5 Women at The Lakes at Litchfield Have Raised $15,000 Over 8 Years to Stop Domestic Violence by Selling Refurbished Greeting Cards

Share Article

At The Lakes at Litchfield retirement community, a group of women refurbishes old greeting cards and sells them. All of the proceeds go to the Family Justice Center of Georgetown. They have donated $15,000 from card sales to date.

Pauline Ward, Dean Parker, Carol Mather, and Greta Ferri enjoy refurbishing cards together

We wanted our money to go to battered women, this state is one of the worst.

Old Greeting Cards Find New Charitable Purpose

Local women donate refurbished greeting card proceeds to stop domestic violence.

Domestic violence is a continually growing problem in the United States and in South Carolina, specifically.

In Violence Policy Center’s annual report “Why Men Murder Women,” South Carolina ranked only behind Nevada as the worst state for men murdering women. In every single case, the woman knew her attacker.

A group of women at The Lakes at Litchfield retirement community led by Greta Ferri have joined together to stop domestic violence by refurbishing greeting cards.

Ferri has been redecorating cards for over a decade. She cuts off the written on portions of used cards and fashions new cards with added details such as jewels, feathers, or lace to make the cards one of a kind.

When Ferri moved to The Lakes at Litchfield nine years ago, she showed her skill set off in the community craft class. Pauline Ward, Dean Parker, Carol Mather, and Ellen Green immediately embraced the unique concept. “They have been crafting greeting cards together for eight years,” says director of member services Molly Ford.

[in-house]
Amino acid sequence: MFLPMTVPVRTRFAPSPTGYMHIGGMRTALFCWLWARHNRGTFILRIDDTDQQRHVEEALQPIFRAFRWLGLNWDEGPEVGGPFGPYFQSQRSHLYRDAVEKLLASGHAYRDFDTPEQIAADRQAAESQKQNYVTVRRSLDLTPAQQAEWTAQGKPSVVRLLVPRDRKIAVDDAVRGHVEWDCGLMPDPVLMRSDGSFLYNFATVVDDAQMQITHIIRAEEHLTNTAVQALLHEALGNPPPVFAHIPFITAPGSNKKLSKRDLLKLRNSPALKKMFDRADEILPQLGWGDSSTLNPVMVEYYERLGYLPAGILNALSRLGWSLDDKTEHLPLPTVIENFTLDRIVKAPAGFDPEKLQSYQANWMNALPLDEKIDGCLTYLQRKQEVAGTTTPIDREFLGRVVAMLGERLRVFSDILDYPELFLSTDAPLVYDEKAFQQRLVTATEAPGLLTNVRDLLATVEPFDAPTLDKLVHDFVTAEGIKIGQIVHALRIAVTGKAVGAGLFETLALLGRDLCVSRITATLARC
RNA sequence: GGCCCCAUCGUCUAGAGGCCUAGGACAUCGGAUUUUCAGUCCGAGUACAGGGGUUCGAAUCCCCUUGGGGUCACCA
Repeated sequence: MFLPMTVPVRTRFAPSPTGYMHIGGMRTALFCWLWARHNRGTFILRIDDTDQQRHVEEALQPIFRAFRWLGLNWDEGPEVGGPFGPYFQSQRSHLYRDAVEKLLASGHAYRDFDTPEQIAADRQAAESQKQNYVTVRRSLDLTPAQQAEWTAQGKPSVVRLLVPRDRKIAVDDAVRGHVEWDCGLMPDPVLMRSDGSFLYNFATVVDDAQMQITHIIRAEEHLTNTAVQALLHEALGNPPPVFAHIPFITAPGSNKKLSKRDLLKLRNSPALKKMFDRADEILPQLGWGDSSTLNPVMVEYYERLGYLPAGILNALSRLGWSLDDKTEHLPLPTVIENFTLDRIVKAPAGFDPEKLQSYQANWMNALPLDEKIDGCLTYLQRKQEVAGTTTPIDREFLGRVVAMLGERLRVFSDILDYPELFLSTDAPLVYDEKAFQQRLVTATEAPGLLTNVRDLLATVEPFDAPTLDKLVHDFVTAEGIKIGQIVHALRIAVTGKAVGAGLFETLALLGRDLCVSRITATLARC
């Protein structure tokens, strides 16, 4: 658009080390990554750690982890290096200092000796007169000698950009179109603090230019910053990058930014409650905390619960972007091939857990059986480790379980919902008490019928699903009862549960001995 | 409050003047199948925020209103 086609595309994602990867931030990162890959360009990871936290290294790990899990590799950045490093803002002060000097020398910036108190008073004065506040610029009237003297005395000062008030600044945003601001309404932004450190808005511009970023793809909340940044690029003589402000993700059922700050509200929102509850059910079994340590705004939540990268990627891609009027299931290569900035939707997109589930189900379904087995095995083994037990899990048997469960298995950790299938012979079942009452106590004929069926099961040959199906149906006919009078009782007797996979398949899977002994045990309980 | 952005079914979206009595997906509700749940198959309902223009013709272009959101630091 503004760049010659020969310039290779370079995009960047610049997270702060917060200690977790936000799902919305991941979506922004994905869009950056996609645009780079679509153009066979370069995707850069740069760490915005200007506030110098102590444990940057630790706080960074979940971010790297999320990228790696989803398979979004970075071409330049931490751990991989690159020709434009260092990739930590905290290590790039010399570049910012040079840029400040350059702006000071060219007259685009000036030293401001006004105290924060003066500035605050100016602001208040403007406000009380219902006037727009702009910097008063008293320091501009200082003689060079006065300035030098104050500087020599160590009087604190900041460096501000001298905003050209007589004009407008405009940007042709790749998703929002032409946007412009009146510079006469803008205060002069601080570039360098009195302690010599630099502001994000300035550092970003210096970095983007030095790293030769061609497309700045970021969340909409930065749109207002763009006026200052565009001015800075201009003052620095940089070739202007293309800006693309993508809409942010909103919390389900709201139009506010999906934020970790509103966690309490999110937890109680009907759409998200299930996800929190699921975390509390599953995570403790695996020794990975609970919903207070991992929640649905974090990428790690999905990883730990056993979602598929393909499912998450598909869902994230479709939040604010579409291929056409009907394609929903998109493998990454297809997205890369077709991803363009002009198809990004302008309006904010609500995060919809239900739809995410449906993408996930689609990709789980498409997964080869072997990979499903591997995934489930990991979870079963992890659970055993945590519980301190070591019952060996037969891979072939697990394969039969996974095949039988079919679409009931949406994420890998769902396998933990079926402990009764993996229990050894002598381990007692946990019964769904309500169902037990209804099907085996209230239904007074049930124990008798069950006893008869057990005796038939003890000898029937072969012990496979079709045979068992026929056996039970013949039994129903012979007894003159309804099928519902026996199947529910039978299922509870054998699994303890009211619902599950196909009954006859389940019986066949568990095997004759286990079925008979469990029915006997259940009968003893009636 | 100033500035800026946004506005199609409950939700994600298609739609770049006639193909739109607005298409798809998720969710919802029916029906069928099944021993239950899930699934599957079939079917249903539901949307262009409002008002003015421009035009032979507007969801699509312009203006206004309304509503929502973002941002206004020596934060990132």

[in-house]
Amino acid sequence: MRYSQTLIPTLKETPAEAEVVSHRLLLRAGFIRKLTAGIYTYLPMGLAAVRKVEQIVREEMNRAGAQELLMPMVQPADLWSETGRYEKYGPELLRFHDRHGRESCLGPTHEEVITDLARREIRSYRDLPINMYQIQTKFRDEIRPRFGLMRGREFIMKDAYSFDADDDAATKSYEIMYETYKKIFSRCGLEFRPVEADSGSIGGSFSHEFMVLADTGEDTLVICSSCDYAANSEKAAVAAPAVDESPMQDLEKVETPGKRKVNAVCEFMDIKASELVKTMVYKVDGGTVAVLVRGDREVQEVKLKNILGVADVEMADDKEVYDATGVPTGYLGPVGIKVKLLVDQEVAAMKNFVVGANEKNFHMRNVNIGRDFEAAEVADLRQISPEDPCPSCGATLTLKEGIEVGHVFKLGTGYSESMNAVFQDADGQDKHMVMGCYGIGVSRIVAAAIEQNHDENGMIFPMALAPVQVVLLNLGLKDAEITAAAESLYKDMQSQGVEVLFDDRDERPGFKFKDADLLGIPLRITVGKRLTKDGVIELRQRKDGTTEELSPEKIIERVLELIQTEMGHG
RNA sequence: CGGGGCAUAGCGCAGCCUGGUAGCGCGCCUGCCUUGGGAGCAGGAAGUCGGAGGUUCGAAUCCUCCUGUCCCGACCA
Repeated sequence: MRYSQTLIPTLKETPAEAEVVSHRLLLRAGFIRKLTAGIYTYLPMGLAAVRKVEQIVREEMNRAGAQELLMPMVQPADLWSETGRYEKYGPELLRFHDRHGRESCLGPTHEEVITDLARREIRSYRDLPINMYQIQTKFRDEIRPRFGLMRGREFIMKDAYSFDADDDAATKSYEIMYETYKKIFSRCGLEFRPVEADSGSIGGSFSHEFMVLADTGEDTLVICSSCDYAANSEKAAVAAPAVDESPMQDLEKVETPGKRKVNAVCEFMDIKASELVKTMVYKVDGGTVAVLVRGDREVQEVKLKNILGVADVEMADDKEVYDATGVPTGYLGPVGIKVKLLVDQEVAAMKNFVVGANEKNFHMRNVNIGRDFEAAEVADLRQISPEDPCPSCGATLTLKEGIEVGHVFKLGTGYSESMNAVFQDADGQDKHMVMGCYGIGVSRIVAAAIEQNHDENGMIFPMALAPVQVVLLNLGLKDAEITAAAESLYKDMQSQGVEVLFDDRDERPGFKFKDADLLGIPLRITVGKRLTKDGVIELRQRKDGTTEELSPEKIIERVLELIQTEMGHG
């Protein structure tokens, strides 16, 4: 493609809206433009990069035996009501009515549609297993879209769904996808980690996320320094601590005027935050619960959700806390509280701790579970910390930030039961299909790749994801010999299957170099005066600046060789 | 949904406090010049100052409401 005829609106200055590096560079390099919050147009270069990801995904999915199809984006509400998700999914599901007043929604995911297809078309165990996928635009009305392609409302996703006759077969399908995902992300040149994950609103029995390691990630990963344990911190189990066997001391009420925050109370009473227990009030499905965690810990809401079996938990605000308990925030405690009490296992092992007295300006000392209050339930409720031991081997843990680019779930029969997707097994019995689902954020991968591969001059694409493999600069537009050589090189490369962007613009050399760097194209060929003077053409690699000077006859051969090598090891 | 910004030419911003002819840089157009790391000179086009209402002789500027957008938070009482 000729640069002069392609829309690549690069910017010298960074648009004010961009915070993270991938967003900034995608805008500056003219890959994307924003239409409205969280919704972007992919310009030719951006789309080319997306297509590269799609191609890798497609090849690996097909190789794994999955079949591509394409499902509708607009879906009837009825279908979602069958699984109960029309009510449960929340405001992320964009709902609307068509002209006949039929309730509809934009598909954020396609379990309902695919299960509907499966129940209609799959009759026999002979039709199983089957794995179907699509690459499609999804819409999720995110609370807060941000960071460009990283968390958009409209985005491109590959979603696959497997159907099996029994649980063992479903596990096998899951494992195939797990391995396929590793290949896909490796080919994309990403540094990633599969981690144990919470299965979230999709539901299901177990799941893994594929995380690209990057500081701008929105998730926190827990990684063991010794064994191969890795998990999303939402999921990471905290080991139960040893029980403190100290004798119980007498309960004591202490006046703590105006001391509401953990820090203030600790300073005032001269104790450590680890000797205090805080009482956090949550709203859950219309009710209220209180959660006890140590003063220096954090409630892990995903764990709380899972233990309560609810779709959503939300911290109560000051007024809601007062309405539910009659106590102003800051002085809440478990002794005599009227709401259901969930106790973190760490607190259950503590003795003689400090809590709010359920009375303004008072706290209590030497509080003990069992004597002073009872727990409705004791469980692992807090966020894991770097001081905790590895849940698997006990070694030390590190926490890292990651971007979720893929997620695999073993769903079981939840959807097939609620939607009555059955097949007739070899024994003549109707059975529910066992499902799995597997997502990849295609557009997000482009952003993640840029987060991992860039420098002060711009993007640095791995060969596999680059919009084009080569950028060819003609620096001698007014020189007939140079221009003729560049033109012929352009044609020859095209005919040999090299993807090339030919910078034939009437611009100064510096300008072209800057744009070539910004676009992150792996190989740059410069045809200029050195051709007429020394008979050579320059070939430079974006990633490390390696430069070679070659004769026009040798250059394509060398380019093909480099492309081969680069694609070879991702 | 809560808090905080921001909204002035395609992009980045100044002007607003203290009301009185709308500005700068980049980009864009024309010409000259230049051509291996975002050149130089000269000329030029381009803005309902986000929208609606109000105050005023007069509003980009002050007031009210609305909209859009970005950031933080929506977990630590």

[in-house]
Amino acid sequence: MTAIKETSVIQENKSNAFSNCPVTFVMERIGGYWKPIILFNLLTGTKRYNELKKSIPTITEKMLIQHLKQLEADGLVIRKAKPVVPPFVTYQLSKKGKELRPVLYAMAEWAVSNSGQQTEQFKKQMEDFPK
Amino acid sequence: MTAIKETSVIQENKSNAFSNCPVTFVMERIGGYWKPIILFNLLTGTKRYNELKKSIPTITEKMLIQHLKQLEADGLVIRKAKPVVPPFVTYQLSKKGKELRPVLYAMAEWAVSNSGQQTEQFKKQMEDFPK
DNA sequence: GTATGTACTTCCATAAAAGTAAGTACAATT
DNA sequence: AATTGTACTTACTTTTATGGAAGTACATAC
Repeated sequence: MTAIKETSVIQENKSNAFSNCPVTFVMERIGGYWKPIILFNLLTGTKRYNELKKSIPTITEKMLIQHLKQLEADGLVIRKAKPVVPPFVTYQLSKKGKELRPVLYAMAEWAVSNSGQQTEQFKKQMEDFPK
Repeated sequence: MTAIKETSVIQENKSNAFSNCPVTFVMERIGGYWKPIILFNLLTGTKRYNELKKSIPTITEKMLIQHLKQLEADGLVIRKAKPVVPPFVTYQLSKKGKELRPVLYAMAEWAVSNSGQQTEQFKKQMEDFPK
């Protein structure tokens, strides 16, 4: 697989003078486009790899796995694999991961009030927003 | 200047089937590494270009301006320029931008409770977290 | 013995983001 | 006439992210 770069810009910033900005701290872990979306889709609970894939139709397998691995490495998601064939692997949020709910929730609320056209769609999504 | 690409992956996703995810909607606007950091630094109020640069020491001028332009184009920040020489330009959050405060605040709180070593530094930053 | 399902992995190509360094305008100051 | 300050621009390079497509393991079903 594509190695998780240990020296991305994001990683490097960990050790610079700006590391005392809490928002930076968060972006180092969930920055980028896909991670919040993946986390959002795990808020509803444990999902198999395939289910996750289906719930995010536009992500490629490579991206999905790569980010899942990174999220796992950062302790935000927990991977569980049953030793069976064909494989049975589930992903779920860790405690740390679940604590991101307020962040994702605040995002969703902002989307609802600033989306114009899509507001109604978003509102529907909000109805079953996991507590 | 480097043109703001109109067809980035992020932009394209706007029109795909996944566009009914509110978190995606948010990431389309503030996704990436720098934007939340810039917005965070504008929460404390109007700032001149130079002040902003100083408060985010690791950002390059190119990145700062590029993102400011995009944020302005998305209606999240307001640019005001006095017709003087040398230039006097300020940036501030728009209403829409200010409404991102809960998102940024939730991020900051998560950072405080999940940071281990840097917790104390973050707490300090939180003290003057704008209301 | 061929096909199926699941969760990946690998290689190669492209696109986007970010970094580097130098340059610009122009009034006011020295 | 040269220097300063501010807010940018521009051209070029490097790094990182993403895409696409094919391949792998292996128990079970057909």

Each lady has created her trademark style of decorations. Member Ellen Green likes to add quilling to cards, which is using small strips of paper and rolling them into different shapes. Even Pauline Ward, a member who is 101-years old, gets in on the action by adding feathers and googly eyes.

The women sell the cards at the community for $2, with the cards with lace or quilling costing more. “Everything is on the honor system,” notes Ferri. The Lakes at Litchfield members put the money in a box next to the card racks. All of the proceeds go to the Family Justice Center of Georgetown County.

“We wanted our money to go to battered women, this state is one of the worst,” notes Ferri. The women used to donate to Center Against Spousal Abuse (CASA). However, that organization closed which left a huge void.

Ferri sadly remembers, “For a while there was no shelter in Georgetown or Myrtle Beach.” The women continued to make the cards and sell them. When Family Justice Center of Georgetown County opened their doors in 2007, the women were ready to donate.

Just recently, the women donated another $1,000. This makes $15,000 to date. The donations go to the Family Justice Center of Georgetown’s Safehouse.

Through the continual donations, The Lakes at Litchfield women hope to see South Carolina become a better place to live with fewer cases of domestic violence.

About The Lakes at Litchfield
The Lakes at Litchfield is an all-inclusive, continuing care retirement community (CCRC) on Pawleys Island, S.C. The community’s care-free lifestyle helps members live longer, healthier and happier lives by offering an array of amenities including maintenance-free living, daily fine dining, weekly housekeeping, a nationally recognized wellness program and continuing-care health services. Members can choose from a variety of floor plans including single-family cottage homes and condominium-style villas. Assisted-living, memory-care and skilled-nursing rooms are also available for those who need to make a transition from independent living. More information about The Lakes at Litchfield is located at http://www.Lakes-Litchfield.com.

Share article on social media or email:

View article via:

Pdf Print

Contact Author

Kathryn Wiley
Visit website